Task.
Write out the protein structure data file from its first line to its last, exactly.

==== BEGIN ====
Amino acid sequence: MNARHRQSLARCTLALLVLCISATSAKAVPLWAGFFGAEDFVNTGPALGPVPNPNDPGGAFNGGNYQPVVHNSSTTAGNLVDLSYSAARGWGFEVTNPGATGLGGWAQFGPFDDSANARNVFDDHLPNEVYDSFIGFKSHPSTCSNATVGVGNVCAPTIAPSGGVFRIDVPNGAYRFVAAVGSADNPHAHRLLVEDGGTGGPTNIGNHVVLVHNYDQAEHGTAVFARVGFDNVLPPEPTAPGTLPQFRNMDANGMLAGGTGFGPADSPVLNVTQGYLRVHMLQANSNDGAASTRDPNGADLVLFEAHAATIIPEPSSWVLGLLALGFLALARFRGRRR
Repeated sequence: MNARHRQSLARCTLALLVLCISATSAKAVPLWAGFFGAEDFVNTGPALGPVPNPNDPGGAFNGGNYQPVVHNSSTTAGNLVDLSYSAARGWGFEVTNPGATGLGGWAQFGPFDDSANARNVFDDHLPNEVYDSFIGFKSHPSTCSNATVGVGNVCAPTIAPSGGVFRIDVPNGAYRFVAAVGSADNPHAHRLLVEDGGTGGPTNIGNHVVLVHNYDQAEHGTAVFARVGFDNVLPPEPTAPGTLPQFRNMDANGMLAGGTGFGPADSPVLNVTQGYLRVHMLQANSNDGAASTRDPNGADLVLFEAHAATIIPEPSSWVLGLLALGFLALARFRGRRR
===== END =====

Amino acid sequence: MNARHRQSLARCTLALLVLCISATSAKAVPLWAGFFGAEDFVNTGPALGPVPNPNDPGGAFNGGNYQPVVHNSSTTAGNLVDLSYSAARGWGFEVTNPGATGLGGWAQFGPFDDSANARNVFDDHLPNEVYDSFIGFKSHPSTCSNATVGVGNVCAPTIAPSGGVFRIDVPNGAYRFVAAVGSADNPHAHRLLVEDGGTGGPTNIGNHVVLVHNYDQAEHGTAVFARVGFDNVLPPEPTAPGTLPQFRNMDANGMLAGGTGFGPADSPVLNVTQGYLRVHMLQANSNDGAASTRDPNGADLVLFEAHAATIIPEPSSWVLGLLALGFLALARFRGRRR
Repeated sequence: MNARHRQSLARCTLALLVLCISATSAKAVPLWAGFFGAEDFVNTGPALGPVPNPNDPGGAFNGGNYQPVVHNSSTTAGNLVDLSYSAARGWGFEVTNPGATGLGGWAQFGPFDDSANARNVFDDHLPNEVYDSFIGFKSHPSTCSNATVGVGNVCAPTIAPSGGVFRIDVPNGAYRFVAAVGSADNPHAHRLLVEDGGTGGPTNIGNHVVLVHNYDQAEHGTAVFARVGFDNVLPPEPTAPGTLPQFRNMDANGMLAGGTGFGPADSPVLNVTQGYLRVHMLQANSNDGAASTRDPNGADLVLFEAHAATIIPEPSSWVLGLLALGFLALARFRGRRR